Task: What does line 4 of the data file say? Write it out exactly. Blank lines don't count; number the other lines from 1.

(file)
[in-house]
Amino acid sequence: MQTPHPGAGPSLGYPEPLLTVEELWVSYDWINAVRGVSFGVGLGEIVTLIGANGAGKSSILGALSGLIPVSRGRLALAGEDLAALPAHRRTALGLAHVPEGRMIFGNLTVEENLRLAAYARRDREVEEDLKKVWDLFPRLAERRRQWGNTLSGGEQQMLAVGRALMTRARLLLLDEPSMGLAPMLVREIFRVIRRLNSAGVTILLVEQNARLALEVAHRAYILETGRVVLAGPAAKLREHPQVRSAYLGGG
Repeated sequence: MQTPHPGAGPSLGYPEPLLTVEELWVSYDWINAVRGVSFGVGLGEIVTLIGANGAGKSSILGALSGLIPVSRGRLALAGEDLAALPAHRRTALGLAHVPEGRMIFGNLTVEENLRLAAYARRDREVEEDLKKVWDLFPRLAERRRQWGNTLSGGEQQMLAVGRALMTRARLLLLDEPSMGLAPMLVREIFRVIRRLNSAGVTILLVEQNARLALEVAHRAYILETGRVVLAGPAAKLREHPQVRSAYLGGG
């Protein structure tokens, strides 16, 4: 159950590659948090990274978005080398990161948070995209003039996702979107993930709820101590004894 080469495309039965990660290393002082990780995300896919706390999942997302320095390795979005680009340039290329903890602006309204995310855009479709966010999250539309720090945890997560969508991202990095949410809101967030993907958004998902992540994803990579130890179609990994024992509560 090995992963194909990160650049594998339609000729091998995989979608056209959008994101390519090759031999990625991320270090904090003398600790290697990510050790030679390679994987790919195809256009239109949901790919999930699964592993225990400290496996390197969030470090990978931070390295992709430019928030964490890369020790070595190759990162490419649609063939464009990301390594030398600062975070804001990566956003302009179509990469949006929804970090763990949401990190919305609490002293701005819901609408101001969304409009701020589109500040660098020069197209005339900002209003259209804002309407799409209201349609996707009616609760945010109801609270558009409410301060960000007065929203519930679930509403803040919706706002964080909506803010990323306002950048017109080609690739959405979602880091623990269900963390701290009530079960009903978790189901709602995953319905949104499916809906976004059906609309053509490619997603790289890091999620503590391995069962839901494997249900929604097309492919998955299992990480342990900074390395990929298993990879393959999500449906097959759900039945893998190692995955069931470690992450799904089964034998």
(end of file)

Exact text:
């Protein structure tokens, strides 16, 4: 159950590659948090990274978005080398990161948070995209003039996702979107993930709820101590004894 080469495309039965990660290393002082990780995300896919706390999942997302320095390795979005680009340039290329903890602006309204995310855009479709966010999250539309720090945890997560969508991202990095949410809101967030993907958004998902992540994803990579130890179609990994024992509560 090995992963194909990160650049594998339609000729091998995989979608056209959008994101390519090759031999990625991320270090904090003398600790290697990510050790030679390679994987790919195809256009239109949901790919999930699964592993225990400290496996390197969030470090990978931070390295992709430019928030964490890369020790070595190759990162490419649609063939464009990301390594030398600062975070804001990566956003302009179509990469949006929804970090763990949401990190919305609490002293701005819901609408101001969304409009701020589109500040660098020069197209005339900002209003259209804002309407799409209201349609996707009616609760945010109801609270558009409410301060960000007065929203519930679930509403803040919706706002964080909506803010990323306002950048017109080609690739959405979602880091623990269900963390701290009530079960009903978790189901709602995953319905949104499916809906976004059906609309053509490619997603790289890091999620503590391995069962839901494997249900929604097309492919998955299992990480342990900074390395990929298993990879393959999500449906097959759900039945893998190692995955069931470690992450799904089964034998």